- Blade Runner 2049 (2017) – A bold attempt to start over on one of science fictions most seminal cult properties.
- Jumanji: Welcome to the Jungle (2017) – A surprisingly fun rebootquel of the clingy board-game saga.
The following reviews already on the BMM also fit the brief of the project to a greater or lesser degree:
- Ghostbusters (2016)
- The Legend of Tarzan (2016)
- The Jungle Book (2016)
- Victor Frankenstein (2015)
- The Man From UNCLE (2015) – After a lacklustre reception for this gritty reboot of the lighthearted seventies spy thriller, Guy Ritchie has of course turned his attention to another established property: King Arthur.)
- Terminator: Genisys (2015) – As the timeline of the Terminator franchise became increasingly complicated, this entry served as a soft reboot, in a similar way to X-Men: Days of Future Past and Star Trek, only without the widespread acclaim and acceptance.
- Dracula Untold (2014) – Author David Gemmell once wrote that he ultimately chose fantasy over the western genre because he got tired of cowboy heroes like Wyatt Earp being exposed as bullies and pimps. At least no-one would ever come along as tell you that Aragorn owned a whorehouse in his Ranger days or that Sauron was only like he was because he was regularly beaten as a child. Dracula Untold and its ilk basically exist to prove that, in time, even the most egregious of dark lords will have people queuing up to tell you that they were just misunderstood.
- I, Frankenstein (2014) – Frankenstein’s creature basically was the way he was because he was thrown out by his creator in a fit of horror, and that because of the physical affects of the hubris of the act of creating him, so this film instead argues that he was a badass demon-slayer.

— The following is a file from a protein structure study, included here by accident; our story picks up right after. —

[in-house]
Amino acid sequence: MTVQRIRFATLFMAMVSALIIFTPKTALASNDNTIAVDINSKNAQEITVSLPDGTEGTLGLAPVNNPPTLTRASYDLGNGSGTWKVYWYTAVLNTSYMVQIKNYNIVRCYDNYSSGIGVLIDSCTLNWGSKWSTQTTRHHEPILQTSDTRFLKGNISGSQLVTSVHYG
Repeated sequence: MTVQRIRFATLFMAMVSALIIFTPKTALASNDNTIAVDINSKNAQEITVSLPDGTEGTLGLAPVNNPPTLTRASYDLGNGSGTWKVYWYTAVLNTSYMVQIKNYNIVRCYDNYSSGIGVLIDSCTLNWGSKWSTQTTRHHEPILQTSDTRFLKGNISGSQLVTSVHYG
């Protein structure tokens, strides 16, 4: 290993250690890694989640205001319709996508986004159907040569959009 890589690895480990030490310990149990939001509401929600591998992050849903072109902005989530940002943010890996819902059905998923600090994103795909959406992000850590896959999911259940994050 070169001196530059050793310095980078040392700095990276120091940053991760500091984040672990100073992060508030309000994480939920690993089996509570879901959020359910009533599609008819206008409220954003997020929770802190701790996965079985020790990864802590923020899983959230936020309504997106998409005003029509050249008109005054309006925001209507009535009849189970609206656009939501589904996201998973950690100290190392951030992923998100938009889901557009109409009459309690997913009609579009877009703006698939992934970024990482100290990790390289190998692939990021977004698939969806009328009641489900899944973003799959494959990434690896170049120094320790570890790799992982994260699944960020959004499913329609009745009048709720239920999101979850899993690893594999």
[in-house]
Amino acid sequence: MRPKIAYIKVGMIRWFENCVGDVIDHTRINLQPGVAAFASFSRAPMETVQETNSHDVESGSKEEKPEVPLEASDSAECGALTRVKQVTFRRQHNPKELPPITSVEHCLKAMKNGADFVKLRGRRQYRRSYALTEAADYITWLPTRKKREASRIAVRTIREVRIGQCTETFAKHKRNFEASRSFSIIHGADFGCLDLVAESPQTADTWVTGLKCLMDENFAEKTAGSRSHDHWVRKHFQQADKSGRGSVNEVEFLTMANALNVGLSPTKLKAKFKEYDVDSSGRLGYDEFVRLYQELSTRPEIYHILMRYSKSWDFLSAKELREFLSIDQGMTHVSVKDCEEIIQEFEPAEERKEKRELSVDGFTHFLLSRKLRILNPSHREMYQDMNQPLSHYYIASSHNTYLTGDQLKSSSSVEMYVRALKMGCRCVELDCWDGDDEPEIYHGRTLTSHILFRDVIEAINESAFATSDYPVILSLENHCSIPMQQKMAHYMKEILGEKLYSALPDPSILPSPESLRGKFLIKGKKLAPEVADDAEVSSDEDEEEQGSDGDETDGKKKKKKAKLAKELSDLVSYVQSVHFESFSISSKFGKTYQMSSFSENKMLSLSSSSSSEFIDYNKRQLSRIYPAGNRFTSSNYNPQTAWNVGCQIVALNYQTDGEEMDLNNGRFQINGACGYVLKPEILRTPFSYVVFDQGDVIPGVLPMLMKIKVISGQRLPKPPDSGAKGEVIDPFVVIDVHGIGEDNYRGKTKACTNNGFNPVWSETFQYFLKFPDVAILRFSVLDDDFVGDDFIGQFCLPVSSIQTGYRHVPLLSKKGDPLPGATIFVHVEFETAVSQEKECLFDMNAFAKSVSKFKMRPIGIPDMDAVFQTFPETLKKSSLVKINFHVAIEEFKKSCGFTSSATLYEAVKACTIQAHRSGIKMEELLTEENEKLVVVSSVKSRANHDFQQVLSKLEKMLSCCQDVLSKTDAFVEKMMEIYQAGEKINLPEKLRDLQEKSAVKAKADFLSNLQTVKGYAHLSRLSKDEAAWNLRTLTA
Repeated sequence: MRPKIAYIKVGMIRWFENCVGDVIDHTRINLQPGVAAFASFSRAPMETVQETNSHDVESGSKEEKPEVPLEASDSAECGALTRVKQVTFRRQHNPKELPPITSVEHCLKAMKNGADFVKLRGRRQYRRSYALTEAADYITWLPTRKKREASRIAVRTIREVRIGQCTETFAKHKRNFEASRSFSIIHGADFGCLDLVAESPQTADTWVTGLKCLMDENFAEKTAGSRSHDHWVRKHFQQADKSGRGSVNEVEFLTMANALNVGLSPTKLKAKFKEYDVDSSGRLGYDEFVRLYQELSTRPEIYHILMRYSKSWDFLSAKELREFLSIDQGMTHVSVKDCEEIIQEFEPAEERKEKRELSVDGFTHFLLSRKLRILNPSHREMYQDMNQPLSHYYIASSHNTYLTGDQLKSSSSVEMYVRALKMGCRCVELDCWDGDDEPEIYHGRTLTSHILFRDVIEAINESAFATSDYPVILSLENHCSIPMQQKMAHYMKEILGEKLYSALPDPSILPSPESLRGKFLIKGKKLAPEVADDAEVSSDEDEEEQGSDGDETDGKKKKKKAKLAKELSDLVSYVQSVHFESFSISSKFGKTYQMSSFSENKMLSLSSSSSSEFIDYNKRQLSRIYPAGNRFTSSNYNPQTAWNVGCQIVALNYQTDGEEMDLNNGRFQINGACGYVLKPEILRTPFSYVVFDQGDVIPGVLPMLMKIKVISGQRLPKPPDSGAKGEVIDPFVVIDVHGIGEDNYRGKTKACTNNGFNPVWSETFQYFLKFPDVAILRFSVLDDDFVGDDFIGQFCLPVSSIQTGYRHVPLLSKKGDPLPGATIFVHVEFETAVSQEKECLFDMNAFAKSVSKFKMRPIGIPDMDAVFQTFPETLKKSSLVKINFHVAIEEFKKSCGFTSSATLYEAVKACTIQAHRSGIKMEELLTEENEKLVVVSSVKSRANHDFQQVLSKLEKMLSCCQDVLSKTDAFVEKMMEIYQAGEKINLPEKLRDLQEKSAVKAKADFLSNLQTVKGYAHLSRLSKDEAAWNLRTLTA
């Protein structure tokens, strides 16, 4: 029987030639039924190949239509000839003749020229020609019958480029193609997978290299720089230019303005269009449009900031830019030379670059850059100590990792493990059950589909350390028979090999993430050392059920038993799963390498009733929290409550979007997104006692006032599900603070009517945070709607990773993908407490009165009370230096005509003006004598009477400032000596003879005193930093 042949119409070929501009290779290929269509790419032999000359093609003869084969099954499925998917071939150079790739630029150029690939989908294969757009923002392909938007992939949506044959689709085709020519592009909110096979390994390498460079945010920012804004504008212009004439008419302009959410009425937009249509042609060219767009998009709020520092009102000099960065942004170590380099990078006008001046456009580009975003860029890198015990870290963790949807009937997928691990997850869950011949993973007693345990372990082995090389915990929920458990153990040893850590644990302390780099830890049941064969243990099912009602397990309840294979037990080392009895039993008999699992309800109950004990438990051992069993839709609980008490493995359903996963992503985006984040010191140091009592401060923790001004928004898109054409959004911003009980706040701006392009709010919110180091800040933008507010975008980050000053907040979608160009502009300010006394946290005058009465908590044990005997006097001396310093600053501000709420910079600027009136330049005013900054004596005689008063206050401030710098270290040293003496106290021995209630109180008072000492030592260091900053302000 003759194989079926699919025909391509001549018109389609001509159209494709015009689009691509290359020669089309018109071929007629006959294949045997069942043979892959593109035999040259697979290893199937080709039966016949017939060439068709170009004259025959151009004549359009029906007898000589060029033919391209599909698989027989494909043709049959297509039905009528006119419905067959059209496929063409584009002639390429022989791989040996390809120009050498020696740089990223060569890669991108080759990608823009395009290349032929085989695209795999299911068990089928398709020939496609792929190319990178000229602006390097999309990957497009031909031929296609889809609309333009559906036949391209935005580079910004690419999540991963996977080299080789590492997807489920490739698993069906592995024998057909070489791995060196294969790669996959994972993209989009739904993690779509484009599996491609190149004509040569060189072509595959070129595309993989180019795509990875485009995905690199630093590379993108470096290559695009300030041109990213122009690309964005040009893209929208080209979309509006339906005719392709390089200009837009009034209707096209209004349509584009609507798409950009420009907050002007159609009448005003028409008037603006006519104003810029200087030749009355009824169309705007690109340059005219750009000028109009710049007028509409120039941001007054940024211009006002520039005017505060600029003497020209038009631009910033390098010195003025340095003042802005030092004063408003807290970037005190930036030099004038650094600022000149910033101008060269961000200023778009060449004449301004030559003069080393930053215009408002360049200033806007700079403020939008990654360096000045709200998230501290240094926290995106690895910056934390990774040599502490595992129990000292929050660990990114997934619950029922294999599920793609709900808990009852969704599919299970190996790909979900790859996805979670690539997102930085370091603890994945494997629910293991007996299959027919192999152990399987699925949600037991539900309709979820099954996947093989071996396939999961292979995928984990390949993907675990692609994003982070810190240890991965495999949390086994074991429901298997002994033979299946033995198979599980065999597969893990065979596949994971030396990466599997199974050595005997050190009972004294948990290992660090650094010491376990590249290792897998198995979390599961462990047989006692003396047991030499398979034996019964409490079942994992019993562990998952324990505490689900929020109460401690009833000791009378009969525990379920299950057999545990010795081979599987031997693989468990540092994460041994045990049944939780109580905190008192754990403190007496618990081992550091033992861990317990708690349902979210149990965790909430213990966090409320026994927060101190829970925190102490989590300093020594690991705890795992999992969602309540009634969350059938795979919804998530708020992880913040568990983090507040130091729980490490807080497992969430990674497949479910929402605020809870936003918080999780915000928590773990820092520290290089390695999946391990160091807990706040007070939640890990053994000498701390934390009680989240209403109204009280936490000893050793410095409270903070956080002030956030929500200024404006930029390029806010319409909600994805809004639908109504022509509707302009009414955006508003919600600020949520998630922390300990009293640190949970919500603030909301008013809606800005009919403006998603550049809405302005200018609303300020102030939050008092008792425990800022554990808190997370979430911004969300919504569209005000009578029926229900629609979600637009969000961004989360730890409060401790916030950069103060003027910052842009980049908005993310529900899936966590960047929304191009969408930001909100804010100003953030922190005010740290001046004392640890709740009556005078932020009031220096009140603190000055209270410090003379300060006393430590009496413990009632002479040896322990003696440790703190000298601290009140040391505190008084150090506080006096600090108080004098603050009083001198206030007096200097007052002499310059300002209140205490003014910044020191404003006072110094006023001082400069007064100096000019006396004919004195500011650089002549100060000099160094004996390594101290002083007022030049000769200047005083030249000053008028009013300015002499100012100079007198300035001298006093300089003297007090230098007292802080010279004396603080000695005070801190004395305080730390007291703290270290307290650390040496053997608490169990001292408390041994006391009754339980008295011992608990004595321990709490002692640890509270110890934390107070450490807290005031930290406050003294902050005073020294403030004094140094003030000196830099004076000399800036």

- The Lone Ranger (2014)
- Robocop (2014) – Because every seminal satire is crying out to be done straight.
- Maleficent (2014) – “You poor, simple fools; thinking you could defeat me! ME! The mistress of all evil!” And when I say ‘Mistress of all evil’ I mean vengeful but generally good-hearted big damn hero.
- Prometheus (2012)
- Total Recall (2012)
- Conan the Barbarian (2011)
- The Time Machine (2002)
- 20,000 Leagues Beneath the Sea (1996)
- Late sequel
- Independence Day: Resurgence (2016)
- Star Wars: The Force Awakens (2015)
- Terminator 3: Rise of the Machines (2003) – Terminator is a franchise built on surprise sequels. Terminator 2 popped up 7 years after the entirely self-contained Terminator, and left everyone feeling the series was done until this forgettable effort kickstarted the series 12 years on. Ever since they’ve been limping something out every six years or so, probably in an effort to recapture the magic of the first two and not have to have the most recent head-scratcher be the last word.
- Jurassic World (2015)
- Mad Max: Fury Road (2015)
- Riddick (2013)
* Yeah, they remade Alfie and all.